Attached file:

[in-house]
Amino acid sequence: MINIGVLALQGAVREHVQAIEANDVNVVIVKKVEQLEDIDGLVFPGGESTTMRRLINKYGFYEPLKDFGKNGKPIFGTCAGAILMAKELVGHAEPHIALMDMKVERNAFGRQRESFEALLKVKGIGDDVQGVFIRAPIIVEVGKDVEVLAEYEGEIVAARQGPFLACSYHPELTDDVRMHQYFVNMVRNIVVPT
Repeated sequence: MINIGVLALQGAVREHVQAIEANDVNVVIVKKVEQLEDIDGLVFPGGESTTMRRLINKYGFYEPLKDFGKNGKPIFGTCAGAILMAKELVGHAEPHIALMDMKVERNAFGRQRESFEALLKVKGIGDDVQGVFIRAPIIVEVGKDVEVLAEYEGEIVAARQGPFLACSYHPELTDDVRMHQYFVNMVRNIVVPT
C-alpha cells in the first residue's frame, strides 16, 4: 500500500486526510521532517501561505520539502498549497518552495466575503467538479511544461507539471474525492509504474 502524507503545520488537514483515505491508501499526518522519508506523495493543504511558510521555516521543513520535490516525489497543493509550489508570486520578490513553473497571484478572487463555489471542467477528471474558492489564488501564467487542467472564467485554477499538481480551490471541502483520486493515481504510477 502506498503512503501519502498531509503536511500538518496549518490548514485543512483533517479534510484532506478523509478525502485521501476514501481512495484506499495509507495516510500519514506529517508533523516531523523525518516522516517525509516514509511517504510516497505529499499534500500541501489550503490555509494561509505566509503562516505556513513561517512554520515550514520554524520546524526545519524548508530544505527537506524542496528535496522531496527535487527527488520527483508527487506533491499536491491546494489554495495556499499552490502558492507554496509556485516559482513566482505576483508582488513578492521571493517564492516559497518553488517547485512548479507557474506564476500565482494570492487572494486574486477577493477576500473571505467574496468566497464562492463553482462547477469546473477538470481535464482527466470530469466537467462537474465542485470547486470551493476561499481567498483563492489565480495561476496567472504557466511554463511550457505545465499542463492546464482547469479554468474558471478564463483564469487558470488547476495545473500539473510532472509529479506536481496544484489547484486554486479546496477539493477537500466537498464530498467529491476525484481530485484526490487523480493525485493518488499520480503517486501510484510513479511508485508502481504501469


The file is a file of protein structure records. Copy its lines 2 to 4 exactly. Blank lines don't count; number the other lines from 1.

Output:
Amino acid sequence: MINIGVLALQGAVREHVQAIEANDVNVVIVKKVEQLEDIDGLVFPGGESTTMRRLINKYGFYEPLKDFGKNGKPIFGTCAGAILMAKELVGHAEPHIALMDMKVERNAFGRQRESFEALLKVKGIGDDVQGVFIRAPIIVEVGKDVEVLAEYEGEIVAARQGPFLACSYHPELTDDVRMHQYFVNMVRNIVVPT
Repeated sequence: MINIGVLALQGAVREHVQAIEANDVNVVIVKKVEQLEDIDGLVFPGGESTTMRRLINKYGFYEPLKDFGKNGKPIFGTCAGAILMAKELVGHAEPHIALMDMKVERNAFGRQRESFEALLKVKGIGDDVQGVFIRAPIIVEVGKDVEVLAEYEGEIVAARQGPFLACSYHPELTDDVRMHQYFVNMVRNIVVPT
C-alpha cells in the first residue's frame, strides 16, 4: 500500500486526510521532517501561505520539502498549497518552495466575503467538479511544461507539471474525492509504474 502524507503545520488537514483515505491508501499526518522519508506523495493543504511558510521555516521543513520535490516525489497543493509550489508570486520578490513553473497571484478572487463555489471542467477528471474558492489564488501564467487542467472564467485554477499538481480551490471541502483520486493515481504510477 502506498503512503501519502498531509503536511500538518496549518490548514485543512483533517479534510484532506478523509478525502485521501476514501481512495484506499495509507495516510500519514506529517508533523516531523523525518516522516517525509516514509511517504510516497505529499499534500500541501489550503490555509494561509505566509503562516505556513513561517512554520515550514520554524520546524526545519524548508530544505527537506524542496528535496522531496527535487527527488520527483508527487506533491499536491491546494489554495495556499499552490502558492507554496509556485516559482513566482505576483508582488513578492521571493517564492516559497518553488517547485512548479507557474506564476500565482494570492487572494486574486477577493477576500473571505467574496468566497464562492463553482462547477469546473477538470481535464482527466470530469466537467462537474465542485470547486470551493476561499481567498483563492489565480495561476496567472504557466511554463511550457505545465499542463492546464482547469479554468474558471478564463483564469487558470488547476495545473500539473510532472509529479506536481496544484489547484486554486479546496477539493477537500466537498464530498467529491476525484481530485484526490487523480493525485493518488499520480503517486501510484510513479511508485508502481504501469